washday helps stella select a fine cuban... guitar
Originally uploaded by V'ron
Walked over to the Marshall Building next, and ran into Danielle Champagne, whose rock and roll photography seems to have faded into the film age. She mentioned that she has a stockpile of photographs of Beautiful Bert (who, you may know passed on recently, and no, I have no more information other than what I've already posted about him) that I'm going to help her get scanned and online, and hopefully can talk her into putting a lot of her other work online as well. She pretty well documented the underground Riverwest music scene in the 90s -- I'm sure a lot of people would be very interested in her work. We also popped into The Cedar Gallery to see some illuminating paintings by Charles James Kaiser. Illuminating is the right word for his work -- it seems to glow about, a very otherworldly treatment of what could have been very mundane subjects: people near a swimming pool, backyards, etc. Guiding us through was Kaiser's second cousin, Milwaukee political gossip Michael Horne, whose own writing has been a favorite of mine from his old "Plenty of Horne" column in the Shepherd to his now current blog. Enjoyed the art, enjoyed the company, and I went home to enjoy a fine carry out dinner from Royal India. I was thoroughly planning to go out and enjoy more art, as well as a few bands, but I laid down on the couch, and the next thing I knew it was 2 am. Guess I was tired.
Saturday I didn't fare much better when it came to listening to music. Stella and Sam and I made it to Diamond Ink, where Washday's Cigar Box guitars were even more impressive than they sounded. They are quality instruments, and they take the beauty of their origins as ornate cigar boxes and wonderfully incorporate that history. Mike Fredricksen's paintings never fail to disappoint. He has a way of capturing a persona in his paintings (I've seen him perfectly nail people I know, so I am taking a calculated guess that I can trust he did that with others as well) that captures the personality as well. Someday when I can afford it, I'm going to commission something from him. Finally, Jim Eanelli had some work that was more abstract, but warranted further investigation. I'm not a huge abstract fan, but his work seemd to fit in with Washday, Fredricksen, and John Lennon's sketches.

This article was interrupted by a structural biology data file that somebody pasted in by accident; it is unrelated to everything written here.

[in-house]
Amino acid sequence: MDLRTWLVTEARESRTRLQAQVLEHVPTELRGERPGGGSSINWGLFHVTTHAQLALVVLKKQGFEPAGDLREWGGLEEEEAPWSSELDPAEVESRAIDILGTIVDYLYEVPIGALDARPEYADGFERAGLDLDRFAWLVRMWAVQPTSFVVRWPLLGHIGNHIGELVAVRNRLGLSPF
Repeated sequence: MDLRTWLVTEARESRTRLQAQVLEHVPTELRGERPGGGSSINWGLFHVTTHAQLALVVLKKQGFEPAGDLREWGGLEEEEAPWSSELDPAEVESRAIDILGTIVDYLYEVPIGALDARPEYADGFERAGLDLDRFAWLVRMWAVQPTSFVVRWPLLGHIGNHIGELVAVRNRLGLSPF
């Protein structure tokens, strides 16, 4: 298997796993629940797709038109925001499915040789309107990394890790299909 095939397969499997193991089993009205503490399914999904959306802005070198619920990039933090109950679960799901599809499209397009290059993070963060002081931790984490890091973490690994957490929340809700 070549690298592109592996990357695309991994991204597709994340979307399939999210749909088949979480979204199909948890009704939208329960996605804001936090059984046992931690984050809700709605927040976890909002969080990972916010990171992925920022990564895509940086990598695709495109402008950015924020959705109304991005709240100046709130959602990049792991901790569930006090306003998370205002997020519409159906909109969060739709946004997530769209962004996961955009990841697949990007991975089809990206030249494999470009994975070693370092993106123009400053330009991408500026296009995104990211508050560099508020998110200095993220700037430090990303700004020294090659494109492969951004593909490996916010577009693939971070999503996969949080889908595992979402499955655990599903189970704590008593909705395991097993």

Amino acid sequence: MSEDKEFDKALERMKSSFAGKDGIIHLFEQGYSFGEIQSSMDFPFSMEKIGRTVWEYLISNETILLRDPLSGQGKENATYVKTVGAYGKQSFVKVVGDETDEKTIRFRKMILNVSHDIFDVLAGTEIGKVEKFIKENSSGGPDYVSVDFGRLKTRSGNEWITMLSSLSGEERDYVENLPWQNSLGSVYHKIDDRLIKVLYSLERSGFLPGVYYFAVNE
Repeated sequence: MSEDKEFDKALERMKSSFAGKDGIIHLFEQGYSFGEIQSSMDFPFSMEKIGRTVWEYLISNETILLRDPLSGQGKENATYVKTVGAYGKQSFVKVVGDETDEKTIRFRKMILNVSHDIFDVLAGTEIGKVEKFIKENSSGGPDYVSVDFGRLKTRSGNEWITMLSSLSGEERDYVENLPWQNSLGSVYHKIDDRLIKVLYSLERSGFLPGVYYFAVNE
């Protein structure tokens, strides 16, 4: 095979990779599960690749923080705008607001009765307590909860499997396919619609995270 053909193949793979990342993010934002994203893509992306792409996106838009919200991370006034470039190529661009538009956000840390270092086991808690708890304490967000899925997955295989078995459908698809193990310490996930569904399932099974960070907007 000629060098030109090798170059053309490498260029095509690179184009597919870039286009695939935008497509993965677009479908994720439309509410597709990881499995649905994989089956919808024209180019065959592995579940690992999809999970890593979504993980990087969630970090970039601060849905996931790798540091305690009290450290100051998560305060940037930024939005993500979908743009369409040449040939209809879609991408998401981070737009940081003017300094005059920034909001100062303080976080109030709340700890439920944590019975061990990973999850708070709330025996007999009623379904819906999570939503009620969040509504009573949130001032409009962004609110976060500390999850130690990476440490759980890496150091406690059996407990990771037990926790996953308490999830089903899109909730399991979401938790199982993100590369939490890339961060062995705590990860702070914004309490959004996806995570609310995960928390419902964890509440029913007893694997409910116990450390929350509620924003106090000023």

Again, I had totally planned on going out that night, but stayed in with the kiddos instead.
Finished off the art week checking out the Foto exhibit at the Milwaukee Art Museum, and if you haven't had a chance to check it out, I heartily recommend it. It's nicely curated, and amongst some of the predictably depressing work (face it, the first half of the 20th Century wasn't a happy time for Central Europe), there are moments of humanity that seem timeless -- from the soccer goalie barely missing the ball (and that moment of regretful agony on his face), to portraits of couples in love, to women finding the source of their mystery and power, it's a great survey of what Central Europe was all about, socially, artistically, and emotionally. Bravo, MAM.
Anyway, on to this weekend. Serious power pop bill at the Cactus Club Friday night: The Box Social (from Madison, saw them a half year ago and was mighty impressed), Molitor, and headlining will be The New Loud, back from a national tour. Saturday night at Shank they're celebrating the release of the Thunder and Lightning movie -- the story of the Milwaukee couple who made the Neil Diamond show their life -- with Mark Shurilla and the Greatest Hits providing the tunes. Sunday, there's a terrific private show (worth trying to see if you can get tix for) at The Ring -- Run Run Run comes back from LA with the White Hot Tizzies and sixthstation favorites IROCKZ. Maybe this time around I'll be able to not sleep through the weekend.